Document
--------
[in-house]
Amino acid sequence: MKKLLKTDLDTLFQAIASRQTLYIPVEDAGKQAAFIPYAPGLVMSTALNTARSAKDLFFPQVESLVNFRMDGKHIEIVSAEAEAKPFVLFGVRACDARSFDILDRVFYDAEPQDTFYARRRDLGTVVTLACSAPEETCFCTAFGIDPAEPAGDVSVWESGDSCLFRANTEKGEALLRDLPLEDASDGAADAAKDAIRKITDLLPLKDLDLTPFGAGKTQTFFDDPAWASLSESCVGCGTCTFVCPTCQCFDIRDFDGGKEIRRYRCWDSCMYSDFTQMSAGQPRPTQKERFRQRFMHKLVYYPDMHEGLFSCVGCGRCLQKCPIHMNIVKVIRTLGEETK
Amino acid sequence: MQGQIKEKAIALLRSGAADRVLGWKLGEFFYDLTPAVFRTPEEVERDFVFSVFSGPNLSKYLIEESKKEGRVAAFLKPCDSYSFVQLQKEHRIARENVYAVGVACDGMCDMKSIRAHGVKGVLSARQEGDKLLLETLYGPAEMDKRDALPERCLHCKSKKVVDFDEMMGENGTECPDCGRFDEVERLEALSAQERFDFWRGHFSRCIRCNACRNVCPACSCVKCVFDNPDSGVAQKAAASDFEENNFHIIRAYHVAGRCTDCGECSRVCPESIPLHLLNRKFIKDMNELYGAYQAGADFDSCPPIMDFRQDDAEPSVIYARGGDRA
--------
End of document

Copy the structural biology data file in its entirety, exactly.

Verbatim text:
[in-house]
Amino acid sequence: MKKLLKTDLDTLFQAIASRQTLYIPVEDAGKQAAFIPYAPGLVMSTALNTARSAKDLFFPQVESLVNFRMDGKHIEIVSAEAEAKPFVLFGVRACDARSFDILDRVFYDAEPQDTFYARRRDLGTVVTLACSAPEETCFCTAFGIDPAEPAGDVSVWESGDSCLFRANTEKGEALLRDLPLEDASDGAADAAKDAIRKITDLLPLKDLDLTPFGAGKTQTFFDDPAWASLSESCVGCGTCTFVCPTCQCFDIRDFDGGKEIRRYRCWDSCMYSDFTQMSAGQPRPTQKERFRQRFMHKLVYYPDMHEGLFSCVGCGRCLQKCPIHMNIVKVIRTLGEETK
Amino acid sequence: MQGQIKEKAIALLRSGAADRVLGWKLGEFFYDLTPAVFRTPEEVERDFVFSVFSGPNLSKYLIEESKKEGRVAAFLKPCDSYSFVQLQKEHRIARENVYAVGVACDGMCDMKSIRAHGVKGVLSARQEGDKLLLETLYGPAEMDKRDALPERCLHCKSKKVVDFDEMMGENGTECPDCGRFDEVERLEALSAQERFDFWRGHFSRCIRCNACRNVCPACSCVKCVFDNPDSGVAQKAAASDFEENNFHIIRAYHVAGRCTDCGECSRVCPESIPLHLLNRKFIKDMNELYGAYQAGADFDSCPPIMDFRQDDAEPSVIYARGGDRA